You aren't likely to meet anyone who finds pigeons to be attractive, special, or important. In cities around the world, you'll see signs that tell people not to feed them. To some, they are even viewed in the same way as rats: dirty vermin who carry disease and should be avoided. However, I personally have always liked pigeons, and would even say I sort of respect them. For one thing, my grandfather used to keep, train, and race pigeons, so they have always been special to our family. Also, Chicago city pigeons are quite tough in how they survive the winters, and totally unafraid of the humans they share sidewalks with. For this painting, I chose a Chicago location that may seem as instantly recognizable as the pigeon, but actually no longer exists. The Madison & Wabash 'L' Station was closed in March 2015 and demolished that summer, to be replaced by a more modern station at Washington St. I tried to present the station as old and in disrepair, with the pigeon puffed up to stay warm on the platform. The biggest challenge with this painting was getting the perspective correct, with so many different lines and levels.
For this book, I choose to exclude two of Chicago's most common birds: geese and seagulls. They are unattractive, unintelligent, and generally unfriendly birds, who eat garbage and can be aggressive toward people. However, a Caspian Tern is by no means a seagull. While gulls and terns are both members of the Lari suborder, they are distinctly separate families. One major difference is that terns will dive into the water from up to 50 feet to catch fish, whereas gulls do not dive at all. This leads to another important distinction: it is seagulls that want to steal your food at the beach, whereas terns only eat fish. The Caspian Tern is the world's largest type of tern, and will migrate to Chicago in the summer to breed. I chose to place this one flying above one of my favorite summertime spots, Promontory Point in Hyde Park. Located around 55th Street, it is easy to find on any map of Chicago as a small man-made peninsula sticking out into Lake Michigan. In the summer, it is where I like to ride my bike every weekend—which is why I included a bike leaning against a tree. The Promontory Point field house hosts many wedding receptions, including one for filmmaker George Lucas in 2013.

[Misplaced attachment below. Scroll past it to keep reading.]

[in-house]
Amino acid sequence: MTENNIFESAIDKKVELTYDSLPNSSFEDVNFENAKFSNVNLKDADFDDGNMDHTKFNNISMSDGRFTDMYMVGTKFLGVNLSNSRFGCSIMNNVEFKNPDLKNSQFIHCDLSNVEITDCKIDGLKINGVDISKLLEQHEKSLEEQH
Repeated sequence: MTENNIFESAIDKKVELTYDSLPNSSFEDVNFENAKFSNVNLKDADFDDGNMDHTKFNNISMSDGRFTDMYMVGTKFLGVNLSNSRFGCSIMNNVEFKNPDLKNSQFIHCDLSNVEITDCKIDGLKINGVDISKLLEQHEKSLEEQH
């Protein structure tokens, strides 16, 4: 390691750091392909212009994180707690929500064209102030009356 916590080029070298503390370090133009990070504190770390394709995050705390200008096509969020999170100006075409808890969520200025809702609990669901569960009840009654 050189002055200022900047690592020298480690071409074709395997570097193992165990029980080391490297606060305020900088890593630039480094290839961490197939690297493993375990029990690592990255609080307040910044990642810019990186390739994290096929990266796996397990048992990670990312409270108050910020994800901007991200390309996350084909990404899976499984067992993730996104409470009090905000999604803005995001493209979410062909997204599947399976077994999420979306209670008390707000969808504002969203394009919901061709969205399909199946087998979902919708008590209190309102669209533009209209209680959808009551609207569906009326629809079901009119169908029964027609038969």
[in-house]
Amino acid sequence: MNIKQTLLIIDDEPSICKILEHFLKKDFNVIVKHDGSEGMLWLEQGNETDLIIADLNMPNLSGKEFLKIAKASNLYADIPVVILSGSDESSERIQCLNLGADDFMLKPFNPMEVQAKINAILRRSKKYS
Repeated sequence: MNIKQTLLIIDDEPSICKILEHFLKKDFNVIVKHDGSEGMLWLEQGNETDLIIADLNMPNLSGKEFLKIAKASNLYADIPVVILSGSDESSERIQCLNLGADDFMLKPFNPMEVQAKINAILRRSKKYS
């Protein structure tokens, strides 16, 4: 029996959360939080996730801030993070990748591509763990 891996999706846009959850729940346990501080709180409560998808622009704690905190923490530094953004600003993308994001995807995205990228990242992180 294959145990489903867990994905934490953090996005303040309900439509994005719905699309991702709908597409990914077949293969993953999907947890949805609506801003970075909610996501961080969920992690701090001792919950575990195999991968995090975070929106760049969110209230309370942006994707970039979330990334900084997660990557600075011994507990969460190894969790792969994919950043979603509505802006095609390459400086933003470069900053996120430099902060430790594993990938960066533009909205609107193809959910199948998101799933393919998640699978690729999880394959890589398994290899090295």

Completed on October 3, 2016, this was the last painting I did for this book. In an attempt to "finish strong," I challenged myself to paint not only one of Chicago's most ordinary and mundane birds, the sparrow, but also one of it's most famous and unique-looking landmarks, the Old Water Tower. I began by painting the Water Tower itself, as I knew it would take a long time to get all the small details correct, and then painted the sparrow on top. But once the Water Tower was complete, I realized I would have to do something special for the sparrow to make it stand out over the strong contrast and imposing features of the background. Therefore, I chose to paint the attractive and unique White-throated Sparrow—rather than the more common House Sparrow—using a limited palette of brown, yellow, and green watercolors. The White-throated Sparrow migrates to Chicago in the winter, and comes in two variations: white-striped (shown here) and tan-striped. During the Great Chicago Fire of 1871, the Old Water Tower, built with limestone just 2 years prior, was the only public building in the so-called "burned district" to survive. It later became a symbol of the city's recovery, and today features an art gallery on the inside.